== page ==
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Brushing Up: Smile! You’re About to Change Toothpastes

Written by Brian Wimer   
Friday, 01 December 2006 00:00
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If you are one of the majority of Americans that dutifully brushes with Colgate Total® on your dentist’s recommendations, you may be doing yourself more harm than good. What is first in the eyes of the dental dictocrats may be the last thing you want in your mouth.

AAmerican Dental Association (ADA)-approved Colgate Total® claims to be the only toothpaste “clinically proven” to “protect both above and below the gum line.” It has a patented formula for “12–hour” protection against cavities, gingivitis and plaque, due to the active ingredients: fluoride and triclosan (paired with gantrez, an adhesive copolymer).

Let’s start with fluoride. Now, listen closely: fluoride might cause cavities. Sounds like heresy, doesn’t it?

But this has been known since 1942, when Proctor & Gamble’s own initial clinical studies found a 23% increase in dental caries among children who used their fluoride toothpaste Teel. The reason: for fluoride to bond to teeth, it must remove calcium—that’s called fluorosis.

Brushing UpThe United Nations Children’s Fund (UNICEF), which currently runs de-fluoridation programs for the World Health Organization, says: “Agreement is universal that excessive fluoride intake leads to loss of calcium from the tooth matrix, aggravating cavity formation throughout life rather than remedying it.”

Sorry, water fluoridation is quite likely a bust. And that’s not news.

In 1999, the New York State Department of Health completed an unprecedented 45-year study comparing children in Newburgh, New York, which had fluoridated water for 45 years, with Kingston, New York, which never had fluoridated water. Conclusion: there was no significant difference in the amount of cavities between the two cities, but statistically there was more dental fluorosis in fluoridated Newburgh.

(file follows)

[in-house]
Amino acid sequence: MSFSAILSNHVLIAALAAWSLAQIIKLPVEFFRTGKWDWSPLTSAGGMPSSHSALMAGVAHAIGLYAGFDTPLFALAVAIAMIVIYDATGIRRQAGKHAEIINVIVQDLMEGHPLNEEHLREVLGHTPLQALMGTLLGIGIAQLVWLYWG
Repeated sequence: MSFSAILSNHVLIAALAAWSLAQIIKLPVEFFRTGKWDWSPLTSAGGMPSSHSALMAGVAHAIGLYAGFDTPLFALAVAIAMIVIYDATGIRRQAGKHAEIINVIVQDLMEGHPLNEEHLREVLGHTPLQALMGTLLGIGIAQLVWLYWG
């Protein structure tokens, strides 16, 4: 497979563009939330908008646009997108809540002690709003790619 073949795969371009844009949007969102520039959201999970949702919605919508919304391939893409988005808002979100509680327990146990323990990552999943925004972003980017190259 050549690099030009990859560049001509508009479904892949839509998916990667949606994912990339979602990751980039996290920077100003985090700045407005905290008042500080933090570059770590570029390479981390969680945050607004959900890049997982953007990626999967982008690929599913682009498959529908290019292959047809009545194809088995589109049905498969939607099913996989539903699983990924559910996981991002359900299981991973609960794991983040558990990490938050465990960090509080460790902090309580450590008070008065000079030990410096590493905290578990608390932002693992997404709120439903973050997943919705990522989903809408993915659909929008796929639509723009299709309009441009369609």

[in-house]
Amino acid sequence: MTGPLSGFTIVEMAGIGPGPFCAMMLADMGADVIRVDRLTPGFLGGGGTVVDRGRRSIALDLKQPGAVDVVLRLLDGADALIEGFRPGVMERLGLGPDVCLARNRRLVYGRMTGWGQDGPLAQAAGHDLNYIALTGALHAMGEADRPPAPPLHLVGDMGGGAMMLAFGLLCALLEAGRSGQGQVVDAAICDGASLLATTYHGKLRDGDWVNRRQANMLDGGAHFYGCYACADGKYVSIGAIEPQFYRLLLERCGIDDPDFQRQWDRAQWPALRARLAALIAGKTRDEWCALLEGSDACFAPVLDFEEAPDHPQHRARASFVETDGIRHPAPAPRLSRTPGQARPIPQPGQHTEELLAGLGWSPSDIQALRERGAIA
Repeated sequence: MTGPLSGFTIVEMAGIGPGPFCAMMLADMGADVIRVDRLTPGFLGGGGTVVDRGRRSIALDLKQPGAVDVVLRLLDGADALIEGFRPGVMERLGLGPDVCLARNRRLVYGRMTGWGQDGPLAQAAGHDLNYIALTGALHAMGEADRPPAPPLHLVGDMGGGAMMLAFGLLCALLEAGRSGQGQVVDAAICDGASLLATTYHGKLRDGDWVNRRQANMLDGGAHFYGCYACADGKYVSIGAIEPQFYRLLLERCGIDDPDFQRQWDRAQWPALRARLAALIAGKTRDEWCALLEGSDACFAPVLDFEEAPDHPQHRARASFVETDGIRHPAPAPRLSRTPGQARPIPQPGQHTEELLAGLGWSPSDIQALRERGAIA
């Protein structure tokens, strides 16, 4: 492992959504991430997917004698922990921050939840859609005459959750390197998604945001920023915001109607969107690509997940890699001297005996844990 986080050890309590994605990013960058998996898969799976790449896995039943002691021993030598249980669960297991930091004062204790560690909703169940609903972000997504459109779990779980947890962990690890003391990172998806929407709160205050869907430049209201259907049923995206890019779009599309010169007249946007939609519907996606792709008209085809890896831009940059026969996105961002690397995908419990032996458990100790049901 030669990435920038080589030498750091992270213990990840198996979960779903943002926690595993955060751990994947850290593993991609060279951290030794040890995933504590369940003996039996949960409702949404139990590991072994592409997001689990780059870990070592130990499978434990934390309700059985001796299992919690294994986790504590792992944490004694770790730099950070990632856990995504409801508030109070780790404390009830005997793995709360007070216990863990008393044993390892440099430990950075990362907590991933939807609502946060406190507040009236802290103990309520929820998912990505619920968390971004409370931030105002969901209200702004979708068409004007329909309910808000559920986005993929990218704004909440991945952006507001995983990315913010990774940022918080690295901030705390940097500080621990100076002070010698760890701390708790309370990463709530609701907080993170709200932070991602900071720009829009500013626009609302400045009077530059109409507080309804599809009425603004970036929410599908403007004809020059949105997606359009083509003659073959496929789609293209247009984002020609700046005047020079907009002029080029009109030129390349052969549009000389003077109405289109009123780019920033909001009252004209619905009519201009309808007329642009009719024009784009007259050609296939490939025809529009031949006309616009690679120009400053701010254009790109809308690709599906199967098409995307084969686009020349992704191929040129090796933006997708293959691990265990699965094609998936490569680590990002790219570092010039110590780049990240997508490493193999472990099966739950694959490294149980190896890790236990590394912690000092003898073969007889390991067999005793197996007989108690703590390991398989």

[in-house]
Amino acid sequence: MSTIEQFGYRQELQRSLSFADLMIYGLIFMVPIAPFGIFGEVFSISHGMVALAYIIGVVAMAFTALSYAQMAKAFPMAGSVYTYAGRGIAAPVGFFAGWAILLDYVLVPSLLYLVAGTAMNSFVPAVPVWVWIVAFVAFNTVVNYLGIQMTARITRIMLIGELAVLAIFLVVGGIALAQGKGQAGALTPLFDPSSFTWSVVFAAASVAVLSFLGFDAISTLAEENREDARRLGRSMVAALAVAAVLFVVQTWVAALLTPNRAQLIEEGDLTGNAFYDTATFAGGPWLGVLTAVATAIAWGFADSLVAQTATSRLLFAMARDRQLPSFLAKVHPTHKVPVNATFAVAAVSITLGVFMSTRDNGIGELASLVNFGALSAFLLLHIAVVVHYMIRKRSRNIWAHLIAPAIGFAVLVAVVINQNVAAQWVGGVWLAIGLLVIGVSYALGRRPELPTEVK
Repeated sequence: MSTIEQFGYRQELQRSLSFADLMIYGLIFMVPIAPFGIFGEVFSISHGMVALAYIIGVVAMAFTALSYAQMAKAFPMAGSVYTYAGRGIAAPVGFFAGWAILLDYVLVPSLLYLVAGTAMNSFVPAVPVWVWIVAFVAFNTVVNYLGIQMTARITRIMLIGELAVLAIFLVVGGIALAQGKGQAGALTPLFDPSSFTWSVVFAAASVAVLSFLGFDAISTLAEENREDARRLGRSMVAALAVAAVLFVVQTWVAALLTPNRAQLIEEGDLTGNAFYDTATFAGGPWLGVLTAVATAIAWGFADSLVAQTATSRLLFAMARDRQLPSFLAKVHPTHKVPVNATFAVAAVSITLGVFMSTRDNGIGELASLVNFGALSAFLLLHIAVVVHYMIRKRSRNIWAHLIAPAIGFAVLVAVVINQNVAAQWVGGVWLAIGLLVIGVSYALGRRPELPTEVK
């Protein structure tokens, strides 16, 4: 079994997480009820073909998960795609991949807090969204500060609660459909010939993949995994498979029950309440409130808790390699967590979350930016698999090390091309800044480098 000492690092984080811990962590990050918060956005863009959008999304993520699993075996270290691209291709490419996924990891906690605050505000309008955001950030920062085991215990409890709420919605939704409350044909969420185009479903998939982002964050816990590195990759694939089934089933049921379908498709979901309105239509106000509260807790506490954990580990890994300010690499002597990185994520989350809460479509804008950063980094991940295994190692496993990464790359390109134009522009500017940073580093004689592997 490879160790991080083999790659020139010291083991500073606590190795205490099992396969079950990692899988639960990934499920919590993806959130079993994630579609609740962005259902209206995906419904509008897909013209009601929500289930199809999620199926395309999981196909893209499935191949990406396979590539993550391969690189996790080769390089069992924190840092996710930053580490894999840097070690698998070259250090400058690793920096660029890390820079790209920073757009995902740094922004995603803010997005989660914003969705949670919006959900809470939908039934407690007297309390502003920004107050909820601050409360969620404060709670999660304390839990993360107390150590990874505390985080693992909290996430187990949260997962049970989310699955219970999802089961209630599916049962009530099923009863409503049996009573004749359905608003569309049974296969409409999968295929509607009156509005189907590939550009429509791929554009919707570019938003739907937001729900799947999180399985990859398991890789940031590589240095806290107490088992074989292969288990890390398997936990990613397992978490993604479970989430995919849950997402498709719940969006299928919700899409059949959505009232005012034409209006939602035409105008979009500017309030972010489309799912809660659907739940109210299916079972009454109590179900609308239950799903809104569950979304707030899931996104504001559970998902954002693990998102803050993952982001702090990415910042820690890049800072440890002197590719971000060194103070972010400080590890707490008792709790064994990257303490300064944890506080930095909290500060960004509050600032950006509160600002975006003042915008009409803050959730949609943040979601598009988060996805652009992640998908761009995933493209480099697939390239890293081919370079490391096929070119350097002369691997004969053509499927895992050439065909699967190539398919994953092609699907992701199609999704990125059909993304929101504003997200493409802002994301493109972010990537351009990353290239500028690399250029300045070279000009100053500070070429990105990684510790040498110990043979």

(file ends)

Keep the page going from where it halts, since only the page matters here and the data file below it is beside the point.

This critical study effectively nullified the prior findings of the benchmark 10-year 1955 survey comparing these same towns. The 1955 study allegedly found 70% fewer caries in fluoridated Newburgh and stood as the ADA’s primary clinical “evidence” for the nationwide fluoridation policies that followed.

Again, the 1999 findings were no revelation. In 1988, the National Institute of Dental Research and the United States Public Health Service completed a massive $3.6 million nationwide survey to assess fluoridation efficacy. The data (unveiled by a Freedom of Information Act filing) revealed no difference in tooth decay between fluoridated and nonfluoridated communities. Similar findings had been made by public health officials in New Zealand and Canada.

Water fluoridation promotion boils down to bad research. A 2000 review of 214 water fluoridation safety and efficacy studies (which censured both fluoridation proponents and critics) found little more than a wealth of poor science. Among researchers’ conclusions, “The most serious defect of the studies of possible beneficial effects of water fluoridation was the lack of appropriate design and analysis.”